Did you have an infatuation with music before getting that Elvis ukulele at age 10?
IA: I quite liked music when I was about 7 or 8 because my father would listen to big band jazz, he had some 75 rpm records of Benny Goodman and Duke Ellington and Glenn Miller – that kind of stuff. And I didn’t think about it at the time but I think the reason I liked it was that it was very intricate music. It had a lot of forms and accents to it which was fun and being big band jazz, it would often incorporated the flattened fifth from the blues scale. And that was new to me because up until then all I knew was church music and some folk music. So that blues scale really caught my attention and the next time I really heard someone use it was on the first record I heard from Elvis Presley which I think may have been Heartbreak Hotel. I was never an Elvis Presley fan, I always thought he was rather silly and I still do frankly. Not as silly as his many imitators but pretty silly none the less. I didn’t really go for American rock and roll. It wasn’t until I heard Muddy Waters and Howling Wolf and Bo Diddley and stuff like that when I really got into American music – particularly black American folk blues – the acoustic blues.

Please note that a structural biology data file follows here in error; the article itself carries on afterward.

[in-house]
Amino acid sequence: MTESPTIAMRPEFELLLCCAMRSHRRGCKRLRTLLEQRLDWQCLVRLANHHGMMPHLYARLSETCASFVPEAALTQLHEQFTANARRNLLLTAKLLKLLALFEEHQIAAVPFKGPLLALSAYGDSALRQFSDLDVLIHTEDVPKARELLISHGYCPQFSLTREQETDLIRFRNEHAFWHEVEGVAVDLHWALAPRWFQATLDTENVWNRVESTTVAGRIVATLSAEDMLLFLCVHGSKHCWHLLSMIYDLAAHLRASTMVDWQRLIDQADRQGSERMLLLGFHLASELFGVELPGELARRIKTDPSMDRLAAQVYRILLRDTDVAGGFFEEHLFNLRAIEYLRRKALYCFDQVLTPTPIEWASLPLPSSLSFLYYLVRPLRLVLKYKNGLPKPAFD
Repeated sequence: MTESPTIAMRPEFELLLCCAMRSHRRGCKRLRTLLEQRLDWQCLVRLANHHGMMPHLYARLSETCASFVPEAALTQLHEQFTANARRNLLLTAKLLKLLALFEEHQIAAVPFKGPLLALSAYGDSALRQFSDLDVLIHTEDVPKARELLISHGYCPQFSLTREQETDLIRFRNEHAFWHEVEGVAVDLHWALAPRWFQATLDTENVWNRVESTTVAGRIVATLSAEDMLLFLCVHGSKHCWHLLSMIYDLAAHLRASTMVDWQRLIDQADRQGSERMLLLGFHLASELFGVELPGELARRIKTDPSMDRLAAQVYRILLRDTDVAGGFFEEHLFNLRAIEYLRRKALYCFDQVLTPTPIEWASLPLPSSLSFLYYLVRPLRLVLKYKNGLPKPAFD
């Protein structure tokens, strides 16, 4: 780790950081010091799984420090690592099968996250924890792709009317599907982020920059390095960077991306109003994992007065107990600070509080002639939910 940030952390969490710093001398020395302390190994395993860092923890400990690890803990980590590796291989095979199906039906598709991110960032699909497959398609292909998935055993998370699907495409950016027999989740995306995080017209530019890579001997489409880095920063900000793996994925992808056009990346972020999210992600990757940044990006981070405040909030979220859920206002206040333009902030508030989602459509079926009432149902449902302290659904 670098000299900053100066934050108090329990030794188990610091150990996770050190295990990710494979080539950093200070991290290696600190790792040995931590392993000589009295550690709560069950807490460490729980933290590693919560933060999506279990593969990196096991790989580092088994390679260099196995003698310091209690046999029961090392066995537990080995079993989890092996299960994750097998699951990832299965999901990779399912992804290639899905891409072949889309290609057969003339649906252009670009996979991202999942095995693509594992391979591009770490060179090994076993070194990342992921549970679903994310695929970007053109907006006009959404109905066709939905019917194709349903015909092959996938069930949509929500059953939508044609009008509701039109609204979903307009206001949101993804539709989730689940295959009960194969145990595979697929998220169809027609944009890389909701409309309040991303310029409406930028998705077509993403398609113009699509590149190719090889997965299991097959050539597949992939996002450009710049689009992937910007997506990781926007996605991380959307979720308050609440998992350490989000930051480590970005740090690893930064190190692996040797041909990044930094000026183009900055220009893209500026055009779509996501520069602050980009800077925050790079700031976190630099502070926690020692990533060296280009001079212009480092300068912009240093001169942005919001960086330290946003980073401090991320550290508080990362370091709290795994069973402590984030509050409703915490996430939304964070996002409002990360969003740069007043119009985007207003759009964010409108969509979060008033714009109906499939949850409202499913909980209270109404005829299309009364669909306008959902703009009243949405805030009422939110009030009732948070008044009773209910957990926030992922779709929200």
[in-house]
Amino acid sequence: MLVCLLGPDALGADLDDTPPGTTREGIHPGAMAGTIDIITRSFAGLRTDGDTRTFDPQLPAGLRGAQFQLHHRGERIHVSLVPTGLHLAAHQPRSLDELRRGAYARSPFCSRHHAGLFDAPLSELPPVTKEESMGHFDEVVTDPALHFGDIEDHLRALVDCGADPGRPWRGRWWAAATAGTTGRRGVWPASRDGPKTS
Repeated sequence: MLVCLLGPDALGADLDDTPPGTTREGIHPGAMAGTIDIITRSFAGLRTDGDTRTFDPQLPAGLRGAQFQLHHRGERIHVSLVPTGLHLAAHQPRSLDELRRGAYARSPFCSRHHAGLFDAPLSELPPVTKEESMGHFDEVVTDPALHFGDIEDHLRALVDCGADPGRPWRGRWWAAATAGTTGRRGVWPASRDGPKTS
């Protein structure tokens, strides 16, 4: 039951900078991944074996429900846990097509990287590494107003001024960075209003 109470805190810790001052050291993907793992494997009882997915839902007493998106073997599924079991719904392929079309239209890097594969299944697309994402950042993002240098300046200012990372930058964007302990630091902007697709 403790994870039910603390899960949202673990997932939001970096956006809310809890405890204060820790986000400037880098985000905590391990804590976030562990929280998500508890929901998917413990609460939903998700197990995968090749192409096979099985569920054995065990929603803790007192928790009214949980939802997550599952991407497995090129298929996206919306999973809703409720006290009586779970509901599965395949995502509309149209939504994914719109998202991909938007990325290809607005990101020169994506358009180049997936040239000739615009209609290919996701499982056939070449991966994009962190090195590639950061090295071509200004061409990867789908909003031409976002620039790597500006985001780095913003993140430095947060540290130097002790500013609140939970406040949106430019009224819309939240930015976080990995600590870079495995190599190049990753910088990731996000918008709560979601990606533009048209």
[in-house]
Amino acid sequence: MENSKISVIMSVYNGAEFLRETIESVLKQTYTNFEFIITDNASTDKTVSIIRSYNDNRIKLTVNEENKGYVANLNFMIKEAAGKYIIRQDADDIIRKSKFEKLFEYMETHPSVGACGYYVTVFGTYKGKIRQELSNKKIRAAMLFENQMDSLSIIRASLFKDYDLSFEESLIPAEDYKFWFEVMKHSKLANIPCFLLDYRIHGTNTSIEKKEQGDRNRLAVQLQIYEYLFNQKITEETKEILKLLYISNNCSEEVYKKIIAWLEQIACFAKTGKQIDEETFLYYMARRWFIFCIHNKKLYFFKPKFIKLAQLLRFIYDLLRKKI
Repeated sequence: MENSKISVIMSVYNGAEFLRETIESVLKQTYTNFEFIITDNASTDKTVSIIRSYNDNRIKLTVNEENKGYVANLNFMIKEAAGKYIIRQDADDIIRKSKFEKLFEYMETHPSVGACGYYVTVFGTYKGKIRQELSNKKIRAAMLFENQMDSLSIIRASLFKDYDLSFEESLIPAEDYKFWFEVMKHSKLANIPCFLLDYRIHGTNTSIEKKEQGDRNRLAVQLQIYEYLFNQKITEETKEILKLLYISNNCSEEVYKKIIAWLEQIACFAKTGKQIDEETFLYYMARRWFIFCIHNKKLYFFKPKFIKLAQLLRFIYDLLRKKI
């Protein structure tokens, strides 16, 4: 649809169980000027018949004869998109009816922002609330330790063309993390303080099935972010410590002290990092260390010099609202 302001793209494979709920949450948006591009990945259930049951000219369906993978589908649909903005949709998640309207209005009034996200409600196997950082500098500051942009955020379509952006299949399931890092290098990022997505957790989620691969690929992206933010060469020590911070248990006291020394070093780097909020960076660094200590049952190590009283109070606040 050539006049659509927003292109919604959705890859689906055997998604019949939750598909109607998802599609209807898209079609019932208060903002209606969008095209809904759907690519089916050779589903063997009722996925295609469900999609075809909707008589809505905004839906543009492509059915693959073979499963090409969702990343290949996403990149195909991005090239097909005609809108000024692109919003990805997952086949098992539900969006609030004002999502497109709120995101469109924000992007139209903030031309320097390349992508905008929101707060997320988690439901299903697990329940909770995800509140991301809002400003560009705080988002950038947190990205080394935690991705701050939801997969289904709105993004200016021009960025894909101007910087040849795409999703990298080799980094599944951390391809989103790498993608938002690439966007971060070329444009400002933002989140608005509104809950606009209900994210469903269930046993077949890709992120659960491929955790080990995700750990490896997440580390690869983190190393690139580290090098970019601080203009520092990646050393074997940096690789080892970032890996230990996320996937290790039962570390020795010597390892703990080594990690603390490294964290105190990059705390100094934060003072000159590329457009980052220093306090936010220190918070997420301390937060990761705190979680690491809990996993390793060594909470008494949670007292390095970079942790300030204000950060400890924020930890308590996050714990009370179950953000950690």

I can sense that in your music. There seems to be some blues roots there.
IA: Yes, along with a strong dislike of Elvis Presley. I think that Elvis Presley was very important in the formation of American music because he was the guy who brought together parts of black American blues and country western music. Much more than Bill Haley and the Comets who were more a rockabilly, innocent, white act to where Elvis had a bit of a theatrical menace to him which was moderately amusing for a very short while. He was very important but certainly didn’t fit my taste in music at the time. Then of course, he went on from being a rock and roll guy to being an extremely cheesy movie star. In his latter days on the casino circuit he wore a rhinestone studded white jumpsuit which was terribly regrettable.